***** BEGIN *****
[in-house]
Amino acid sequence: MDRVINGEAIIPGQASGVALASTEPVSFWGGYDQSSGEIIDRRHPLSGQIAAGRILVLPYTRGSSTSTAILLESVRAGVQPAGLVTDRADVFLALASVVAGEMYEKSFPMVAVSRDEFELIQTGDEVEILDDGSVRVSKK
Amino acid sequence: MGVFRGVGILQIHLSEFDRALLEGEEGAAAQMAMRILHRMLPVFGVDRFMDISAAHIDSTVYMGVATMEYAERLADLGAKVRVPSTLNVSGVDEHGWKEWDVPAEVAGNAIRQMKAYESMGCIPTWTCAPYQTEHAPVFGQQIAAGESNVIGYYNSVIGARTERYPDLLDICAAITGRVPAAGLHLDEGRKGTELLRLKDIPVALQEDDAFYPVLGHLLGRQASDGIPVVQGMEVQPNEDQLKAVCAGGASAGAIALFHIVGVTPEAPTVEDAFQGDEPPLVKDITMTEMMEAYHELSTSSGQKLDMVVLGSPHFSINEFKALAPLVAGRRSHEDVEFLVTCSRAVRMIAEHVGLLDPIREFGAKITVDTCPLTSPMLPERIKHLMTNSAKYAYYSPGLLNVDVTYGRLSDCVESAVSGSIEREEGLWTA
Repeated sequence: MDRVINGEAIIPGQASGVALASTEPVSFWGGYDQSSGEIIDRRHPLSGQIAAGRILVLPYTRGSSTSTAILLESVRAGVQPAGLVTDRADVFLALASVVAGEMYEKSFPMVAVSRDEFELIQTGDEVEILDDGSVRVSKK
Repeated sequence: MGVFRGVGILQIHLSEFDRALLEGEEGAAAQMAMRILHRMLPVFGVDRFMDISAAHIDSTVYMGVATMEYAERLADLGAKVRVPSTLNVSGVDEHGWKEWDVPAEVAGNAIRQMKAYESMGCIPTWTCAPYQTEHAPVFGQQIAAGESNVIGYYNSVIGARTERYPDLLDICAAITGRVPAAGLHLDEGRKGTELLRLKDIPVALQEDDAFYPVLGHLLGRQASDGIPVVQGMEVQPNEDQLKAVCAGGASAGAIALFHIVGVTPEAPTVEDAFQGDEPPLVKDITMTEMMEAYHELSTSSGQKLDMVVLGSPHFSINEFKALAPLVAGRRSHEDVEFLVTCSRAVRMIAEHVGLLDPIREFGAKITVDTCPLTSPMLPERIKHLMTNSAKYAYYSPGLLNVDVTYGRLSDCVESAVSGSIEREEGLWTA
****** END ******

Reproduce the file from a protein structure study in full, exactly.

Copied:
[in-house]
Amino acid sequence: MDRVINGEAIIPGQASGVALASTEPVSFWGGYDQSSGEIIDRRHPLSGQIAAGRILVLPYTRGSSTSTAILLESVRAGVQPAGLVTDRADVFLALASVVAGEMYEKSFPMVAVSRDEFELIQTGDEVEILDDGSVRVSKK
Amino acid sequence: MGVFRGVGILQIHLSEFDRALLEGEEGAAAQMAMRILHRMLPVFGVDRFMDISAAHIDSTVYMGVATMEYAERLADLGAKVRVPSTLNVSGVDEHGWKEWDVPAEVAGNAIRQMKAYESMGCIPTWTCAPYQTEHAPVFGQQIAAGESNVIGYYNSVIGARTERYPDLLDICAAITGRVPAAGLHLDEGRKGTELLRLKDIPVALQEDDAFYPVLGHLLGRQASDGIPVVQGMEVQPNEDQLKAVCAGGASAGAIALFHIVGVTPEAPTVEDAFQGDEPPLVKDITMTEMMEAYHELSTSSGQKLDMVVLGSPHFSINEFKALAPLVAGRRSHEDVEFLVTCSRAVRMIAEHVGLLDPIREFGAKITVDTCPLTSPMLPERIKHLMTNSAKYAYYSPGLLNVDVTYGRLSDCVESAVSGSIEREEGLWTA
Repeated sequence: MDRVINGEAIIPGQASGVALASTEPVSFWGGYDQSSGEIIDRRHPLSGQIAAGRILVLPYTRGSSTSTAILLESVRAGVQPAGLVTDRADVFLALASVVAGEMYEKSFPMVAVSRDEFELIQTGDEVEILDDGSVRVSKK
Repeated sequence: MGVFRGVGILQIHLSEFDRALLEGEEGAAAQMAMRILHRMLPVFGVDRFMDISAAHIDSTVYMGVATMEYAERLADLGAKVRVPSTLNVSGVDEHGWKEWDVPAEVAGNAIRQMKAYESMGCIPTWTCAPYQTEHAPVFGQQIAAGESNVIGYYNSVIGARTERYPDLLDICAAITGRVPAAGLHLDEGRKGTELLRLKDIPVALQEDDAFYPVLGHLLGRQASDGIPVVQGMEVQPNEDQLKAVCAGGASAGAIALFHIVGVTPEAPTVEDAFQGDEPPLVKDITMTEMMEAYHELSTSSGQKLDMVVLGSPHFSINEFKALAPLVAGRRSHEDVEFLVTCSRAVRMIAEHVGLLDPIREFGAKITVDTCPLTSPMLPERIKHLMTNSAKYAYYSPGLLNVDVTYGRLSDCVESAVSGSIEREEGLWTA